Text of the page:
The Terrifyingly Friendly Land – Jordan
“Is it safe?” and “Isn’t it full of terrorists?” are just two comments made when I told people I was going to Jordan. Nestled between Israel, Iraq and Saudi Arabia I didn’t know what to expect. Unlike most Arab nations Jordan has no oil. An inhospitable desert, less than 5% of its land is arable. GDP is a mere $1600 per capita, and unemployment is estimated around 25%.
I braced myself to be the rich Westerner, a target for touts, scammers, and beggars. As it turned out, I wasn’t prepared for Jordanians at all.
That famous opening scam line “Hello, where are you from?” was asked of us by at least half the people we passed on the street. At first we answered grudgingly. But then we realised the response was always “Welcome, have a nice time in Jordan,” followed by other niceties, but they wanted nothing more than a chat.
Then there were the countless invitations for tea. In Aqaba, Jordan’s Red Sea resort town, we struck up a friendship with a shopkeeper Nassar and his neighbour Ahmed, joining them every night for tea. By the end of our stay they had given us more souvenirs than we had ever intended on buying.
Arriving at the giant Roman Theatre in the capital Amman, we noticed a group of men waiting at the entrance, as if for prey. We entered, preparing to be pounced upon from all directions. One man approached us and asked if we would like a tour. We agreed on a price and he asked us to wait a moment, explaining that there is a guide queue and he had to remove his chair from its front. At other sites in Jordan guides would ask if we wanted a tour; when we declined they would smile and tell us to enjoy our stay.
We had to laugh: this warm friendliness borders on absurdity, at least by our jaded Western attitudes. But it is very genuine. We were never asked twice by a tout if we wanted something. No one ever tried to scam us. No one asked us for money. We only ever felt that Jordanians were extraordinarily friendly, the world’s greatest hosts.
We visited Petra, the most well-known and heavily visited of all Jordanian sites ï¿½ and a likely spot for aggressive tactics that part tourists from their cash. I arrived in rough shape, and after struggling the two kilometers down the narrow Siq we emerged into the ancient city, where I promptly collapsed.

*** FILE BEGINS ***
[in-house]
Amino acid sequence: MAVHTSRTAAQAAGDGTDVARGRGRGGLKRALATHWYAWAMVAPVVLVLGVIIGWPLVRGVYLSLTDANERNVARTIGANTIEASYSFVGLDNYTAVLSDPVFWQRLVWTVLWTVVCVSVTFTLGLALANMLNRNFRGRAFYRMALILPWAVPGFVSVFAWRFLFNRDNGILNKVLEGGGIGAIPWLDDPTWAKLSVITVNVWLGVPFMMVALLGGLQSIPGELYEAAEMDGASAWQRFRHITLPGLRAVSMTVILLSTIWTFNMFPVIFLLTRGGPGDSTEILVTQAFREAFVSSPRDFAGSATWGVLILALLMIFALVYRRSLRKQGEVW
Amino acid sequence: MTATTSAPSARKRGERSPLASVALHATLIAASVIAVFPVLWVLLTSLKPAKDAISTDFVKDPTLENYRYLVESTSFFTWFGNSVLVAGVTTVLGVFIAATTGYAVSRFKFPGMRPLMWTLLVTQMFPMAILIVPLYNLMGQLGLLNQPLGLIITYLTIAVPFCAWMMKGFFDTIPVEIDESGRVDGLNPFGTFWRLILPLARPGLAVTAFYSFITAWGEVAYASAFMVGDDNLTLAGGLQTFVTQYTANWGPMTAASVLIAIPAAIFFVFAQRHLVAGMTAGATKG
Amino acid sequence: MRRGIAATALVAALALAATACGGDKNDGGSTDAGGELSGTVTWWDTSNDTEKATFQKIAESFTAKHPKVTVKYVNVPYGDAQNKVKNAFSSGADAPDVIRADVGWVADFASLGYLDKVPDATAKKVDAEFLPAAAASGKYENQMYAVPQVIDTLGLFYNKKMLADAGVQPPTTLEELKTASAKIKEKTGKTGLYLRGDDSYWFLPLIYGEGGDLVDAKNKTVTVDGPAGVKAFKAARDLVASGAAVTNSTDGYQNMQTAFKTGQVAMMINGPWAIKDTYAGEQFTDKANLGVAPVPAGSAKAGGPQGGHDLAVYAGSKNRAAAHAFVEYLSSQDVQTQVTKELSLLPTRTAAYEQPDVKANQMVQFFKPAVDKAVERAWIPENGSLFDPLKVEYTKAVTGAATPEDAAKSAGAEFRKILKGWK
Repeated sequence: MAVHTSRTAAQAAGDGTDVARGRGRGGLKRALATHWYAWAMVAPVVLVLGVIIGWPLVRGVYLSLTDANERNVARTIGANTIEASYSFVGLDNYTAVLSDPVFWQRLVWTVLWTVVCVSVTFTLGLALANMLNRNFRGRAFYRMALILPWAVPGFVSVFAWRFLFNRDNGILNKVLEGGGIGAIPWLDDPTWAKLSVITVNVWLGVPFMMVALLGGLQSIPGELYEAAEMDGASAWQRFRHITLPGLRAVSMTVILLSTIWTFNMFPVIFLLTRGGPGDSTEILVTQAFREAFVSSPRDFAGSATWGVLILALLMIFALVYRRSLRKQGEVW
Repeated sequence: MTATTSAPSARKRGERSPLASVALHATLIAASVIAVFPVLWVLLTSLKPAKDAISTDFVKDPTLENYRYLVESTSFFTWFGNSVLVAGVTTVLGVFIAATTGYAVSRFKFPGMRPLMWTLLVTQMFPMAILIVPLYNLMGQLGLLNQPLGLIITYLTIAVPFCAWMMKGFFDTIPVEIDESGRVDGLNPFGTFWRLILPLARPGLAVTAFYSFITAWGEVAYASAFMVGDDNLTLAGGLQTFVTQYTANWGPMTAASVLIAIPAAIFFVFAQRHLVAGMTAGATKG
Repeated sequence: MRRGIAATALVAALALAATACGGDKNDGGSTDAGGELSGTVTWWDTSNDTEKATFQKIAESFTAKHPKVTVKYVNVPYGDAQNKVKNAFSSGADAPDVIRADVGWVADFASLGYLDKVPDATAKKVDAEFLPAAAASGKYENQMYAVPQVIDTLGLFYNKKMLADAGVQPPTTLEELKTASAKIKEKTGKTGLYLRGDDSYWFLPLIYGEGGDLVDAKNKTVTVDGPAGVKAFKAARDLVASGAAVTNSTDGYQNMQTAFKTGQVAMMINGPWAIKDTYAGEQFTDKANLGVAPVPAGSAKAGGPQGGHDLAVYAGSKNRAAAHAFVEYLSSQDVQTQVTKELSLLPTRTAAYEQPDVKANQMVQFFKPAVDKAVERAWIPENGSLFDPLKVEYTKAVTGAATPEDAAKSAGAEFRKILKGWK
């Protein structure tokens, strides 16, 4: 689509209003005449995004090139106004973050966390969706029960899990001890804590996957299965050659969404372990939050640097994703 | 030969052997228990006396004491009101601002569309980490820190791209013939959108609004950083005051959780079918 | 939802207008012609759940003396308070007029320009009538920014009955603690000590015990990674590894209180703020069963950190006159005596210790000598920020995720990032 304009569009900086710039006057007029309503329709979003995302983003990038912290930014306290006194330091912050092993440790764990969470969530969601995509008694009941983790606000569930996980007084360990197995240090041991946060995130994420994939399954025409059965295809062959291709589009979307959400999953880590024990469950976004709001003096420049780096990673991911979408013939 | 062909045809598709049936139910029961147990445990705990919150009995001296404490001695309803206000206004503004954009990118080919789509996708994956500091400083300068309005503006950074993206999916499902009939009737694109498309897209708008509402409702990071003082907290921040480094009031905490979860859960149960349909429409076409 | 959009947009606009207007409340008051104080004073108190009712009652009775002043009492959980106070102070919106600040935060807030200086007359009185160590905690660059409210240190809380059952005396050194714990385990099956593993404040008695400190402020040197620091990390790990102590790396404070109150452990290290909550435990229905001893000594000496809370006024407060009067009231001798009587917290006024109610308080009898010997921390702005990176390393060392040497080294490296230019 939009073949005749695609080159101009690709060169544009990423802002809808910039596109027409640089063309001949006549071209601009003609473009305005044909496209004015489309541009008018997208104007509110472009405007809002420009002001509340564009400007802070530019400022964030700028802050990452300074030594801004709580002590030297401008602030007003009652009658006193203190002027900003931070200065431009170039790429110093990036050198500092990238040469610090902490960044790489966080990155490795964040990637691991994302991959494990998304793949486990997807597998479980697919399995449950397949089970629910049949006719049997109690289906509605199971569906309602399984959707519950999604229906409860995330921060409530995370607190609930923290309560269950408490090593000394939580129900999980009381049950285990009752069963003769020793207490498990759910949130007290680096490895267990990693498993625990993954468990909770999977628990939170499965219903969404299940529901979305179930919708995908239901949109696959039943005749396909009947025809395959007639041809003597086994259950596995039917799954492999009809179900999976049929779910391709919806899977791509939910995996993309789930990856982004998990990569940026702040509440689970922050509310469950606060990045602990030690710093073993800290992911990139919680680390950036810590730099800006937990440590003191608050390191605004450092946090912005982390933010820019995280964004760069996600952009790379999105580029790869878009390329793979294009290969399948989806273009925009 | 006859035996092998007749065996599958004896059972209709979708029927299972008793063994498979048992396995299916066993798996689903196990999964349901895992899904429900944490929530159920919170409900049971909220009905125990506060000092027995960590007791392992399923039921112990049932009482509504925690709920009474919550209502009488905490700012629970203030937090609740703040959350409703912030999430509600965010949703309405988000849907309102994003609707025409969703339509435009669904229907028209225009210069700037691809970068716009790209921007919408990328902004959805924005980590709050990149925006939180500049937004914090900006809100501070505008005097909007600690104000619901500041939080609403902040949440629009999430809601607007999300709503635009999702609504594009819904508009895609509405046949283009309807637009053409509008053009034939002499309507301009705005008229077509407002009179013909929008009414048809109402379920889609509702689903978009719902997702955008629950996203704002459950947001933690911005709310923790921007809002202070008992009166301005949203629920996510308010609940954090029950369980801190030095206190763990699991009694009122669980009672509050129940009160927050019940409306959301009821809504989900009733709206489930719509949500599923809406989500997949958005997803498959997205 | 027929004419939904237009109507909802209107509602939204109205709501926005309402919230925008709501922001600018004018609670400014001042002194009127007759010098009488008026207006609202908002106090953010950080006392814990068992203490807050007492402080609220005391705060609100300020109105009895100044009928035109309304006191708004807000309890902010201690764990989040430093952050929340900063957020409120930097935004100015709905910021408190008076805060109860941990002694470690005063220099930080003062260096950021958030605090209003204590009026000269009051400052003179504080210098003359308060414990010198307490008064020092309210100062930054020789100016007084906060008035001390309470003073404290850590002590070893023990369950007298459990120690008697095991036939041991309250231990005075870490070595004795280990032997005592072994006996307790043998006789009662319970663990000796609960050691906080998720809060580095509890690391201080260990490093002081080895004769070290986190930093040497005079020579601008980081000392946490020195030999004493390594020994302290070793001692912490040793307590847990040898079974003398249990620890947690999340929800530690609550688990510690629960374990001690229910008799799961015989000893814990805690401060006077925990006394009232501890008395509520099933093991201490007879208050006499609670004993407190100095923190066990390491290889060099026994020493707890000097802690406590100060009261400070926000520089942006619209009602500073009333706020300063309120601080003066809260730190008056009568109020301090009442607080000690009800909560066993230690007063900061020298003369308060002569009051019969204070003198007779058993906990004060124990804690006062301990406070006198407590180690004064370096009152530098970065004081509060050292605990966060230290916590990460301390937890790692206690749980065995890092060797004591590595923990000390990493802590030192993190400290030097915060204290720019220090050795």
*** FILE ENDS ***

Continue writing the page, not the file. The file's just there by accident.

Several hours later I staggered from my table to take a picture of a camel. “Would you like a camel tour?” asked its owner (naturally no money was demanded for the photo).
“I can’t,” I replied, rubbing my belly. “I feel very sick.”
“You feel sick?” he said. “Please, come with me on the camel, I will take you to a place where we can get green to make Bedouin tea and you will feel better.”
I was shocked. The man actually cared more about my well-being than my money, but the thought of lurching up and down on a camel wasn’t an option. Apart from a runaway donkey though, we experienced no trouble and encountered only the same hospitality as in the rest of the country.
I don’t know why Jordanians are so much kinder and friendlier than everyone else in the world. Ancient Bedouin traditions aside, I suspect it has something to do with the small population of the country, giving everyone an Andy of Mayberry mentality. Maybe it’s because tourist numbers are relatively low, and the population hasn’t yet learned to see us as mere dollar signs; or perhaps they haven’t yet been subjected to the arrogance and abuse of travellers I’ve witnessed in other parts of the world.
Our last night in Jordan: it’s late; we’re hungry and searching for food. We stumbled upon a falafel stand with a few plastic tables and chairs crammed into an alley, all of which had men at them.
“Please, sit here!” a large scruffy man shouted as he jumped up to get our attention. We joined Zared and Ahmed at their table and were promptly offered their only remaining food ï¿½ red onions. Over dinner we struggled through the language barrier via wallet contents and challenges of eating hot sauce. Upon finishing our meal they invited us for drinks. Unfortunately we had an early flight, plus it was late, and we needed sleep.
“Please, you stay at my house, save you money.” But we’d already checked into a hotel. A little disappointed, Zared went inside and paid for our meal, before we ever had the chance to stop him.